Many Britons do not invest in travel insurance. Save yourself from being caught out – get travel insurance to fully cover yourself in the unfortunate event of needing it.
There is nothing better than a glass of Scrumpy cider after a long day of surfing in Cornwall or Devon but there is nothing as bad as trying to get warm and dry in an already damp tent. This is one of the reasons why I no longer camp on my annual pilgrimage to the beach. This summer many hundreds of surfing amateurs and pros alike will be headed for British and European seas, and more of them than ever are going by caravan.
It was five years ago, on my yearly trip to Leeds Festival that I became a caravan lover. That year I didn’t have an early pass and was eager to find a place to camp before there was no space left when the strap on my main rucksack broke. I balanced it on my tent bag and trudged on through the, now fluid, mud. Subsequently this additional weight then broke the strap on my tent bag, leaving me stranded.
This Easter saw caravan holidays rise to the status of “most convenient” after the eruption of the Icelandic volcano saw most aeroplanes around the world either completely grounded or at least disrupted.
In the last year or so, the number of people holidaying locally in caravans or motorhomes has significantly increased. The insurance brokers have noticed it, and it is doubtless that the caravan parks and travel agents have noticed it too. It seems that in an attempt to save money, the masses have opted against forking out for expensive holidays abroad. Official figures suggest that 5,000,000 more holidays will be taken in Britain this year.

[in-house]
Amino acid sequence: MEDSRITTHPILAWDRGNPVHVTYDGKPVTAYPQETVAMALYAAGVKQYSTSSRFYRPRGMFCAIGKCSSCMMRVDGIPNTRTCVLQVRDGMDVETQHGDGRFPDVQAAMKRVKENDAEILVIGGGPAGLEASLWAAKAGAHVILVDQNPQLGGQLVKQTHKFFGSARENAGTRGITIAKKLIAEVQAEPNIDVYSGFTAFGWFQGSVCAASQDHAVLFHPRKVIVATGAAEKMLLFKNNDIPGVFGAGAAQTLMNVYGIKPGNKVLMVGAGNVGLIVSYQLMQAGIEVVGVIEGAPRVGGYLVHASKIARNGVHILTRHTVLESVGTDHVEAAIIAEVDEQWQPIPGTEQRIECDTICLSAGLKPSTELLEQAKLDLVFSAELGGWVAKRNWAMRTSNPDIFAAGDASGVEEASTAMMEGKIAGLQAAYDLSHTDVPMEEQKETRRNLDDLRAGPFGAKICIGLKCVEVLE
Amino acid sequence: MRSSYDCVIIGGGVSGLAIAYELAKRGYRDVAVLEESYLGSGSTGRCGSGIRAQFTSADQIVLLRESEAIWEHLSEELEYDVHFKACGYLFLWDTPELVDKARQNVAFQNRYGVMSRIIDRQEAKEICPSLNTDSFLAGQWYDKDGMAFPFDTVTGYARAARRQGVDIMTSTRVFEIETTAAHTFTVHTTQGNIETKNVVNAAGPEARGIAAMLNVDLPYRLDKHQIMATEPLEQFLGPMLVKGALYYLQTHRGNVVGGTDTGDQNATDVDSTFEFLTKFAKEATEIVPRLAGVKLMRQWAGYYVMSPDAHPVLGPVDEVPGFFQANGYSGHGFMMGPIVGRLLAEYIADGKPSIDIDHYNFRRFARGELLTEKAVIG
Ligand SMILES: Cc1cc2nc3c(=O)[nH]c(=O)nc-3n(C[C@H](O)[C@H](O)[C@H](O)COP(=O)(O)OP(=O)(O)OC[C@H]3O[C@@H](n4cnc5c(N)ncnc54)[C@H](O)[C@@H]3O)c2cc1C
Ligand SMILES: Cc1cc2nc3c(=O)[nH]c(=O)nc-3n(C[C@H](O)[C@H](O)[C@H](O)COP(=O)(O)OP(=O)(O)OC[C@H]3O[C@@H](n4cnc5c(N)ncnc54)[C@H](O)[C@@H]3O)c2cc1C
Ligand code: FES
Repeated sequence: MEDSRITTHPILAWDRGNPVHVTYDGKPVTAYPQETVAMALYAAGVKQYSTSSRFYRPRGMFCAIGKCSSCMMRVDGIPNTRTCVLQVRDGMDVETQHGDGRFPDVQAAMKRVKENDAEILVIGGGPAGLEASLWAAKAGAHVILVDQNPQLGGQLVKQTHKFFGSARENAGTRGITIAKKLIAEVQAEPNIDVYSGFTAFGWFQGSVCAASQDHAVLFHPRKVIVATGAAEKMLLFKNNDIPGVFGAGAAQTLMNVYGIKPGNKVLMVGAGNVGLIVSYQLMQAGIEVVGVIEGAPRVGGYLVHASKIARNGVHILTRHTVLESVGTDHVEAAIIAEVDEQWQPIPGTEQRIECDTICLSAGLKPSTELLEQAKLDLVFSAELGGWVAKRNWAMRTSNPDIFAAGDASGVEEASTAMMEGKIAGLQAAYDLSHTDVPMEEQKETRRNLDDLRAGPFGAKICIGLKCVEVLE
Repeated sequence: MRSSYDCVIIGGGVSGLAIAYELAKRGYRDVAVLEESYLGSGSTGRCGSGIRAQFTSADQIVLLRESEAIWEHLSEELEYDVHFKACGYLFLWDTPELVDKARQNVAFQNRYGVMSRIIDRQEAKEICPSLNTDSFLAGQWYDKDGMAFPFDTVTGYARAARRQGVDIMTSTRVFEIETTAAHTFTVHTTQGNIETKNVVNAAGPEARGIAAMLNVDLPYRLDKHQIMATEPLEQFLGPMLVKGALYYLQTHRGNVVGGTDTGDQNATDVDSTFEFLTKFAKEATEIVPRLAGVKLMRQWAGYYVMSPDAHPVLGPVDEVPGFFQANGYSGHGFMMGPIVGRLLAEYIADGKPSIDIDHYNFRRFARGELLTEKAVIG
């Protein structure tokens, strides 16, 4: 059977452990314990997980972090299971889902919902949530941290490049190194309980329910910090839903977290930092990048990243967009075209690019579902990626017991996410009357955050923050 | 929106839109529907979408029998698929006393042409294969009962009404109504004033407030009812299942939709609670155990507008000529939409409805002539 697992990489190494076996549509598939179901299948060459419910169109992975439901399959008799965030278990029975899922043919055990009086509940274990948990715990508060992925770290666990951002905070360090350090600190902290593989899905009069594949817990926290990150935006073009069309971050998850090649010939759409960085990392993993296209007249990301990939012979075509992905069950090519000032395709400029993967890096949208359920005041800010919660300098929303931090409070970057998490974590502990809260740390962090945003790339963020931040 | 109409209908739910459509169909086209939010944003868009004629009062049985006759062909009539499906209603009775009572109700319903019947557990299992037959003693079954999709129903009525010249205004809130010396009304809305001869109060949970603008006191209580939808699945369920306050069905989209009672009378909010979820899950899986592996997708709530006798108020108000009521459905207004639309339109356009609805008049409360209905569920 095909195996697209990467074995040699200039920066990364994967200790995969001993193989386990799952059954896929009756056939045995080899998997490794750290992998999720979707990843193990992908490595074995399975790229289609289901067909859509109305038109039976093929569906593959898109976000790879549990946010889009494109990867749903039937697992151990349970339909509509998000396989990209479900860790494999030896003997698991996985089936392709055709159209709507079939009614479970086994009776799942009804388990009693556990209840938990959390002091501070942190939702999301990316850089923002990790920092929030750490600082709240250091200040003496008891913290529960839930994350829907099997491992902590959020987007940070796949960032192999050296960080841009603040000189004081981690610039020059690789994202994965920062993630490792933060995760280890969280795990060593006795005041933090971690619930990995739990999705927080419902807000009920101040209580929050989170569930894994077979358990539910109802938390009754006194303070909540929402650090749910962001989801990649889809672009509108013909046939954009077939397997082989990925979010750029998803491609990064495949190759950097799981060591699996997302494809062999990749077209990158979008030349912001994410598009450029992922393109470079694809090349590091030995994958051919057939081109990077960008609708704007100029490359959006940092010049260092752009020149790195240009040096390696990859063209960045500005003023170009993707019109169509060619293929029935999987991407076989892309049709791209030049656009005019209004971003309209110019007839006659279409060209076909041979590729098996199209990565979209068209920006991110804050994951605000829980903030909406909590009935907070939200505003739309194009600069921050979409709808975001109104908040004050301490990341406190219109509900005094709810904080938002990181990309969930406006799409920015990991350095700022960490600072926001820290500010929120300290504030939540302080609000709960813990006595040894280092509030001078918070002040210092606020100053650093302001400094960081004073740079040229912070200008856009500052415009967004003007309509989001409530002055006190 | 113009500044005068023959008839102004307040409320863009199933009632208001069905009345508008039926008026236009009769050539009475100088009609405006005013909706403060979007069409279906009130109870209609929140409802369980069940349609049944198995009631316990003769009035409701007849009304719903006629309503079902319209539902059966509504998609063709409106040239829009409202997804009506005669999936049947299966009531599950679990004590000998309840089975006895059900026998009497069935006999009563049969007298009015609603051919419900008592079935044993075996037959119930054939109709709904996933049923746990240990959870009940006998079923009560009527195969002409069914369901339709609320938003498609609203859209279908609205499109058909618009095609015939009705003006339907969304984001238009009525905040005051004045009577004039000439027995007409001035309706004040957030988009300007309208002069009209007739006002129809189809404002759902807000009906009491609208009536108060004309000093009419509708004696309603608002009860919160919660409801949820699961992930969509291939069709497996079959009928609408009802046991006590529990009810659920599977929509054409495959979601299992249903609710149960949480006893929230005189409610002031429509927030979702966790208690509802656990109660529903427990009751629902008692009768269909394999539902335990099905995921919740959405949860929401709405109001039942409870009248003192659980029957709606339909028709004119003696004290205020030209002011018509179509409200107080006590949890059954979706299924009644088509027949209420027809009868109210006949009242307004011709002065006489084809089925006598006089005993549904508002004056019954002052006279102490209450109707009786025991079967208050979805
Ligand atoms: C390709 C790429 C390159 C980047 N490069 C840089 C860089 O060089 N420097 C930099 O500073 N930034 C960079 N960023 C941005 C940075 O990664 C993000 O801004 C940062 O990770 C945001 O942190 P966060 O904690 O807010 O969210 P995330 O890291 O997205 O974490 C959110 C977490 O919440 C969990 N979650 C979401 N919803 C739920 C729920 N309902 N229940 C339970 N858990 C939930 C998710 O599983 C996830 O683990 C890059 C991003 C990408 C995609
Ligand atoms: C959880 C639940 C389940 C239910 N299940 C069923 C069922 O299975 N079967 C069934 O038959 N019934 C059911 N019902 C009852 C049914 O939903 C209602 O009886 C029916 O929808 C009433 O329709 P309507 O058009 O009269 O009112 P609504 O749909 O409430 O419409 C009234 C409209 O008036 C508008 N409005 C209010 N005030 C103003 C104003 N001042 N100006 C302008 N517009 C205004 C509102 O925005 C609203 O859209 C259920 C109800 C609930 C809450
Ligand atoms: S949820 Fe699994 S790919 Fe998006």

Whether the caravan you own is static or if it is one that you can attach to your motor vehicle you should make sure it is insured just as you would a house, car or business. I would like to tell you what caravan insurance will cover you for and which kinds are available so you can choose one that is right for you.
If you’re an old insurance man like me, going grey and still carrying a liking for old early 70′s bands like soft machine and caravan, then you probably think that you’ve seen the last of your summer music festivals with nights spent cramped under the canvas of a tent and waking up with aches and cramps in places you didn’t know existed! However, another way to go is to take your motorhome (or somebody else’s) along to the festival and enjoy the music and the atmosphere without the nights spent on the floor under canvas.
“For girls who go plump in the night” is the rather strange title of an album by 1970′s rock band Caravan, which is not the kind of thing you would expect an insurance man to know, even if he does actually own one, (a caravan I mean!) An insurance man in a caravan is probably not that unusual but an insurance man in a caravan listening to Caravan? Surely not!
Insurance Times published an article recently stating that the financial ombudsman had decreed that there are certain circumstances in which it would back the policyholder over the insurer, excluding however, instances where keys have been left in or near a car. I was then left wondering if the same would apply to motor homes.
Chester Cooke was a man who one day decided that he wanted to have a caravan on the banks of the river Avon in a perfectly situated caravan site that was professionally owned, well maintained and had all the amenities that he could ask for. However, he wasn’t the type to go spending the best part of twenty grand plus annual services on a caravan without properly thinking it through.